When George Washington was a boy the world was not much like it is now.

II.—HIS HOMES

George Washington's father owned a large plantation on the western shore of the Potomac River. George's great-grandfather, John Washington, had settled upon it nearly eighty years before, and there the family had dwelt ever since.

This plantation was in Westmoreland county, not quite forty miles above the place where the Potomac flows into Chesapeake Bay. By looking at your map of Virginia, you will see that the river is very broad there.

On one side of the plantation, and flowing through it, there was a creek, called Bridge's Creek; and for this reason the place was known as the Bridge's Creek Plantation.

It was here, on the 22d of February, 1732, that George Washington was born.

Although his father was a rich man, the house in which he lived was neither very large nor very fine—at least it would not be thought so now.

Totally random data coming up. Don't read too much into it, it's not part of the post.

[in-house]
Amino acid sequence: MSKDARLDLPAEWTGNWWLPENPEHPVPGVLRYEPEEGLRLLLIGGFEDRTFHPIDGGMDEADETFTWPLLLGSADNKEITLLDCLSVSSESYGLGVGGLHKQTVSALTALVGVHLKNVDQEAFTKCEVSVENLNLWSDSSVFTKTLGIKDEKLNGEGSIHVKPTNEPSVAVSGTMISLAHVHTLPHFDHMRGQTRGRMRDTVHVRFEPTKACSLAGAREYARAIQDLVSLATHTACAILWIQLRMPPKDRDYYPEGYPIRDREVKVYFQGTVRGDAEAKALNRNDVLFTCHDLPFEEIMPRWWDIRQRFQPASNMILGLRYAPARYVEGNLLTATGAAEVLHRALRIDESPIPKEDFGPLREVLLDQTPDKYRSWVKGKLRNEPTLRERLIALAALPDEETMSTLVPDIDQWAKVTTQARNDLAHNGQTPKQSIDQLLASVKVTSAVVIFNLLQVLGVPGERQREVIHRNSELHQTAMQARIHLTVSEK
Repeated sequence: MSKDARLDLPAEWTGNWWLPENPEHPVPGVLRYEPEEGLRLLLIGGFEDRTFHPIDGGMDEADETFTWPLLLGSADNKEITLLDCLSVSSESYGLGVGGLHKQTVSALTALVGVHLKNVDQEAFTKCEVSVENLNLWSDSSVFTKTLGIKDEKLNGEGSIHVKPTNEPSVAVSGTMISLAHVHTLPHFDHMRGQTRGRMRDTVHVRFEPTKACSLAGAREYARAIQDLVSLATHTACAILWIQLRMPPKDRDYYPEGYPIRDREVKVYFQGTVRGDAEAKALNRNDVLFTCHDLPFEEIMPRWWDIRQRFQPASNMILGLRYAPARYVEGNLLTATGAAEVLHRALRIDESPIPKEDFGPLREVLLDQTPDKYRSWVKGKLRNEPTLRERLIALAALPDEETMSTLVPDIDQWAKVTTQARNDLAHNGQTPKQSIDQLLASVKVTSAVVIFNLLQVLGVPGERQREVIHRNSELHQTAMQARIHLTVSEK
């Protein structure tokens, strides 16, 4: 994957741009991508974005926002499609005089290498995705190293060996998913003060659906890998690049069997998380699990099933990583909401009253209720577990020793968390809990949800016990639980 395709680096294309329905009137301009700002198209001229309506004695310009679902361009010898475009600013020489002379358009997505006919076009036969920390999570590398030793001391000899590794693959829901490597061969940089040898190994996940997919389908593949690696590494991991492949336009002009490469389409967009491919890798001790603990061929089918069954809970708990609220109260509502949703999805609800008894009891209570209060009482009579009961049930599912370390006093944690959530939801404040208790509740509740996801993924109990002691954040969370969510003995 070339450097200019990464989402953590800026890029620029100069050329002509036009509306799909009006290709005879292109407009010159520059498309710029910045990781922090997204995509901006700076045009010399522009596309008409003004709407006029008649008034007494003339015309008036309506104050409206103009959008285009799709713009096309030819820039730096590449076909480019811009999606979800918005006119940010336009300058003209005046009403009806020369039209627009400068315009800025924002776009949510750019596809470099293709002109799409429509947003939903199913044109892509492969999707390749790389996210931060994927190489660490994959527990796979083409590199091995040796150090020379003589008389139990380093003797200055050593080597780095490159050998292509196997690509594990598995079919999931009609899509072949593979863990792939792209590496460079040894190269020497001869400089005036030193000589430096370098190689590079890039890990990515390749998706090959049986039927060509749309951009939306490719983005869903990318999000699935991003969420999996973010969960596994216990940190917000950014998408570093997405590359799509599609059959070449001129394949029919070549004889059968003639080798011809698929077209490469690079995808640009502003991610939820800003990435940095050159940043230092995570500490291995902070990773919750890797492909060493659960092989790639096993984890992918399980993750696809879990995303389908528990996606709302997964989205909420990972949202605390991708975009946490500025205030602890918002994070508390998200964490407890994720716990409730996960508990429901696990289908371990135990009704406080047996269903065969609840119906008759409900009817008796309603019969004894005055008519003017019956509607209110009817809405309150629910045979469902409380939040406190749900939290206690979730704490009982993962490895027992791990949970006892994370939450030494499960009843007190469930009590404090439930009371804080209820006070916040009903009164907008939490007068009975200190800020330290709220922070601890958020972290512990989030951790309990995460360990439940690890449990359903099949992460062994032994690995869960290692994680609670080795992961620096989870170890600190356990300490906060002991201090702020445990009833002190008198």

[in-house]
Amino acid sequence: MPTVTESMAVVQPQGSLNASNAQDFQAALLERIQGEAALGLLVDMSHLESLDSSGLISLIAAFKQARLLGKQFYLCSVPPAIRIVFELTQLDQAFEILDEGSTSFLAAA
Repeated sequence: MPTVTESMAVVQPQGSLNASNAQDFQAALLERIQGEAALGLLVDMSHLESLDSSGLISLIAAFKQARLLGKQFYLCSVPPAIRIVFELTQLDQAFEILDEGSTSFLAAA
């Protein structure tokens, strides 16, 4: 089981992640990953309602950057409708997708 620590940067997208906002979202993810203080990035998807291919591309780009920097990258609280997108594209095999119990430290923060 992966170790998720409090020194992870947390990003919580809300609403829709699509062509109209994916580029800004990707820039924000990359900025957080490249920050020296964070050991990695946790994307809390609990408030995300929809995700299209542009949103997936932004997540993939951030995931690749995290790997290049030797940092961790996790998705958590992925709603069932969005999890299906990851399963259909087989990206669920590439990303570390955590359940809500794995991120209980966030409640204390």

It was a square, wooden building, with four rooms on the ground floor and an attic above.

The eaves were low, and the roof was long and sloping. At each end of the house there was a huge chimney; and inside were big fireplaces, one for the kitchen and one for the great room where visitors were received.

But George did not live long in this house. When he was about three years old his father removed to another plantation which he owned, near Hunting Creek several miles farther up the river. This new plantation was at first known as the Washington Plantation, but it is now called Mount Vernon.

Four years after this the house of the Washingtons was burned down. But Mr. Washington had still other lands on the Rappahannock River. He had also an interest in some iron mines that were being opened there. And so to this place the family was now taken.